It was a long process as I kept asking “How’s it coming?” To which the answer was “It’s coming.” What finally arrived astonished me. The writing was vivid, heart-felt, and often hilarious. She was shocked when I immediately posted it. An intensely inward person she was not used to making her private thoughts public. 

Of course, I identified a natural talent and encouraged more. There were further conversations as we dug ever deeper. Often we were telling the same stories from different points of view including gender and a nine-year difference in age. We had similar but significantly different takes on coming of age. 

The narrative grew beyond Annisquam. After college Pip traveled in Asia and spent time isolated in a monastery. That changed her life and I insisted it was important to include. While her orientation turned spiritual mine was hedonistic and secular. I became an art, jazz and rock critic.

We became neighbors in Cambridge. It was walking distance from her condo on Memorial Drive and my basement cave on University Road in the notorious Murder Building. It’s where I hosted a famous blow out for Alice Cooper. 

We had dinner together each week. The magic word was “pesto.” Often Pip accompanied me to concerts and rock parties. I introduced her to a neighbor, Peter Wolf. “Pip this is Peter. Peter this is Pip” I said.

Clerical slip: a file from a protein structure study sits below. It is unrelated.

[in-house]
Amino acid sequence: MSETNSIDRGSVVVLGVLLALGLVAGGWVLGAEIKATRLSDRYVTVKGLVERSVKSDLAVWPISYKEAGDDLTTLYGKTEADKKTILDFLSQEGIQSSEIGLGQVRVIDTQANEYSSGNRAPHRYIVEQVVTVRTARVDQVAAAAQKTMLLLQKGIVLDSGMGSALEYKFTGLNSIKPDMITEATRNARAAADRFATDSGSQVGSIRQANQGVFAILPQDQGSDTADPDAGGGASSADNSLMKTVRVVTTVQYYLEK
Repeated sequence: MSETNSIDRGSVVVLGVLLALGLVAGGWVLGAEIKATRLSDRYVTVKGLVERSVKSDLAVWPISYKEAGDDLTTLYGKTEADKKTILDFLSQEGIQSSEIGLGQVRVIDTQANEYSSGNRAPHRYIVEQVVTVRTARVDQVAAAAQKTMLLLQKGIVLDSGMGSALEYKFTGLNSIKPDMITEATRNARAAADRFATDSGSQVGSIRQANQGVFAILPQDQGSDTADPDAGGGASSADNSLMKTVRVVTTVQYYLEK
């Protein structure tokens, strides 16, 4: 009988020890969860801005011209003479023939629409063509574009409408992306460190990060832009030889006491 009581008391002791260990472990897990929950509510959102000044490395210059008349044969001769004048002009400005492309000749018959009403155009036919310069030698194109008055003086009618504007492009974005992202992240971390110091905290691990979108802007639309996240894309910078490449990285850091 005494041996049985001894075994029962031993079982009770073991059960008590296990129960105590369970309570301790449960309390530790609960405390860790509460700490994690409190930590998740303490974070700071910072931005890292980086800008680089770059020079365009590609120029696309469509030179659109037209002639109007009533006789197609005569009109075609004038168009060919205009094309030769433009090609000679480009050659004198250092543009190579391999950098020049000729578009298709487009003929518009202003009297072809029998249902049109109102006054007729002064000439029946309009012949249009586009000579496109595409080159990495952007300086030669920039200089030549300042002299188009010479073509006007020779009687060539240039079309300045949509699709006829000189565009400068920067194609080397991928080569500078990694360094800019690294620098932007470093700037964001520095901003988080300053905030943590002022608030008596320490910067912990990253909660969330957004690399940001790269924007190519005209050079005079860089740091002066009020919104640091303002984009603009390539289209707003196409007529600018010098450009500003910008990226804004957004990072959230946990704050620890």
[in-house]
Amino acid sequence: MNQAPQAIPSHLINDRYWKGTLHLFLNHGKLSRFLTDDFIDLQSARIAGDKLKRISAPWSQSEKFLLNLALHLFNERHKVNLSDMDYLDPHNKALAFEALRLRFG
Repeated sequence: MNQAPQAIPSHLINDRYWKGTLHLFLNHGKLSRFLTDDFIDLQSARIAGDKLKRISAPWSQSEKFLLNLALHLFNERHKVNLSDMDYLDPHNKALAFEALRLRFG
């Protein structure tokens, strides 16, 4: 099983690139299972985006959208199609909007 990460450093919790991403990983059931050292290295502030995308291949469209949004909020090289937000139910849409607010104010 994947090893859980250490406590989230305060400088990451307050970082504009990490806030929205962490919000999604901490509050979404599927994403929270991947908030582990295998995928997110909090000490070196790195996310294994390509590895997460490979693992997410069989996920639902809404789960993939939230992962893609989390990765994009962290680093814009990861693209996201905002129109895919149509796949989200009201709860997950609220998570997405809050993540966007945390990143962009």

We discussed the format for the book launch. It was decided that we would confine our remarks to 45 minutes. I spoke extemporaneously while she rehearsed two selections that would run for eight minutes. Then we invited the audience to take turns coming to the podium to share their Annisquam tales. That was a great success as there was a ton of collective oral history jammed into the room. We were eager to hear each other. The format was so successful that everyone wants to repeat it. 

The selections that Pip read about our neighbor, Clark Ross, the town gossip and unofficial Mayor of Norwood Heights, were hilarious. He was known to pick Mrs. Vance’s flowers, then ring her doorbell and sell them to her as a bouquet. There was the tale of how their “Indian campfire” almost burned down a neighbor’s home.